Regardless of word choice, though: expose yourself and don't be afraid to. In my generation we're used to exposing ourselves in extremely controlled ways through our profiles and our status updates and our tweets: break away from that and go further in longer forms. Don't bother exposing yourself in a fucking tweet. There is nothing more degrading to the condition of the human mind than yet another status update that says "I broke up with my girlfriend and I feel terrible" or "my grandfather died and I'm sad". You should have more to say than that, and be willing to explore such avenues of expression. You've turned real, tangible, revelatory feelings into a sound byte or a billboard. Some would say to this: get a diary, then, and write in it. Well, that's not a bad goddamn idea. Everybody should have a journal. (I don't -- I have a couple blogs instead.) But as you master the ability to express yourself in a written form, or if you already write a lot, begin working your self into your writing. Don't be afraid of making it public if you think the work really represents you. Conquer yourself and your expression.
Which leads me into what I've discovered to be the birth-and-death of authorship, and the abstraction of the self through written language. In becoming more personal with my work, the more simple it becomes to move beyond that which I write out, in ways that are beyond what would normally constitute just "talking it out with someone". Everyone has felt the immeasurable weight that is lifted when you talk out your feelings with someone. But imagine, while saying them, that you are actively no longer becoming those feelings. It goes beyond a mere lifting-of-weight and becomes a transformation. And it goes beyond mere diary/journal writing, in whatever form that takes, in that the act of editing and understanding your own text for potential publication is an act of pruning and defining your self as much as can be expressed with words. The more personal your work and the more you master the authorship of that work, the more those parts of you are being destroyed and reborn as you write and publish it. The words you read now are of someone who was, not someone who is. You can read this and know not me, but who I was at the time of this writing. While this act of personal rebirth is indeed inherent with all persons in time, that simple "growing up" is not necessarily a revelatory act of self-curation, as is the pursuit of all true self-expression, whether it's found in writing or painting or whatever. The mastery of self is only found in the ways in which we examine, live, and expose the self. I do not believe you can truly know yourself through thought or speech alone. Thought, like speech, is temporary at best, and the game changes when you have the increased permanence of written information. It is sublime in its banality and subtlety. It's not necessary to really consider it every time you write as much as it's necessary to just appreciate and understand it.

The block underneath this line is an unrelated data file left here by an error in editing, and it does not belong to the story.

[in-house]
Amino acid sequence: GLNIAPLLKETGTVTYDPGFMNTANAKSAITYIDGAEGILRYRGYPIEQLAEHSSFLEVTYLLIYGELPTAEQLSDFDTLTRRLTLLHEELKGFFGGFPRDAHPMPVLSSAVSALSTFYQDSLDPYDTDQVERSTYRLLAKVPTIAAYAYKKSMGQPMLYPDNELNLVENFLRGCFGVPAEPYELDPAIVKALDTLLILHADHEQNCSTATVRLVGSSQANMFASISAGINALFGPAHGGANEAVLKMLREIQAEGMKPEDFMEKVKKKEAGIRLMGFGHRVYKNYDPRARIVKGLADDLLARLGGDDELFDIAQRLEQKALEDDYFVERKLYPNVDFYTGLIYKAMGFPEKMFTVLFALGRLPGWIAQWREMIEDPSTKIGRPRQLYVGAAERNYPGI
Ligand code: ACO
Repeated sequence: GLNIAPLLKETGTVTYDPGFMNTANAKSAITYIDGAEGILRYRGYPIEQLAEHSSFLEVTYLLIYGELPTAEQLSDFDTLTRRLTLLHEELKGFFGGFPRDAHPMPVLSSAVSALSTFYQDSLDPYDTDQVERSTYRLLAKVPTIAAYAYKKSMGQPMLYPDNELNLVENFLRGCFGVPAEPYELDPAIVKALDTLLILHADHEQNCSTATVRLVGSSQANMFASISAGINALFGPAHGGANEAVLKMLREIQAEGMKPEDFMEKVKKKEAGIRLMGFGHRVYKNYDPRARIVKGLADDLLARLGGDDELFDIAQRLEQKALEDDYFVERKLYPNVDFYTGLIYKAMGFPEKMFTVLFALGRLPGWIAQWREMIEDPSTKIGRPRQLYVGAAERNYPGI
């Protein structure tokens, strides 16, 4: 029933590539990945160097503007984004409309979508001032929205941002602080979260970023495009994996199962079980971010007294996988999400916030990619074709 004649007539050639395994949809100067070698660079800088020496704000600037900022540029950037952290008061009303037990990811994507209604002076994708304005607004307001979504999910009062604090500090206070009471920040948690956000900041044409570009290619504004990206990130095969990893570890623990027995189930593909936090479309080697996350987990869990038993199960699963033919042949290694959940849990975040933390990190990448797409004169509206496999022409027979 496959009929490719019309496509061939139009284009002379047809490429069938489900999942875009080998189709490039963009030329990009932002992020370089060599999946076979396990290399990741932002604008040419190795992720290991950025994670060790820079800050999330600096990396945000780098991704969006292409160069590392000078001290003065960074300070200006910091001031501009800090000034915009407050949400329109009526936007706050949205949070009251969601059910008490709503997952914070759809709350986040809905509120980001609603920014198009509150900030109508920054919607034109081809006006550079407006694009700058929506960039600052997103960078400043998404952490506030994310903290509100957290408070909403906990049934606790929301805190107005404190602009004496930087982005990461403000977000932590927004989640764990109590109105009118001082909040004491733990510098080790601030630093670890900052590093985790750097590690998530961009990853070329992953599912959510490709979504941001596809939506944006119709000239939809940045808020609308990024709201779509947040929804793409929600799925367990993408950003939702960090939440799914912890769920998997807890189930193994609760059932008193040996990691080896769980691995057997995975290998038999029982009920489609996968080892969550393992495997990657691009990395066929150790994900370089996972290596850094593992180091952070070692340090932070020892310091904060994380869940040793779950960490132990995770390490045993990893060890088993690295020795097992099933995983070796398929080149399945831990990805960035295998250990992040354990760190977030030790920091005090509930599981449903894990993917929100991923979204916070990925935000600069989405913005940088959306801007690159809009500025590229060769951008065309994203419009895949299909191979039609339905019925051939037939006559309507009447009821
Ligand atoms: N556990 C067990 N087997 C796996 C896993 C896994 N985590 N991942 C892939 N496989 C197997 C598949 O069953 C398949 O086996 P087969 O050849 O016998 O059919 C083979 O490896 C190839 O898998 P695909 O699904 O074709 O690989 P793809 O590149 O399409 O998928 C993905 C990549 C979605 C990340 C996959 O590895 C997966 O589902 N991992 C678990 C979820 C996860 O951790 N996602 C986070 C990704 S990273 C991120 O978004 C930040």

on ambiguity and responsibility
The obvious problem of exposing yourself are the issues of personal ambiguity and your responsibility for your audience. Of course, this is why journals are typically kept secret; or in my generation's case, it's embarassing when someone finds your livejournal from junior high. While the pursuits and agendas of your audience are entirely outside of your control, you must maintain complete command of your own responsibility to your own personal truth. That's all you can really do, and reasonably be expected to do. Personal truth and the lens through which you expose that truth are the keys to being able to focus yourself in ways that are beneficial to yourself while informing your work and not disrespecting your reader.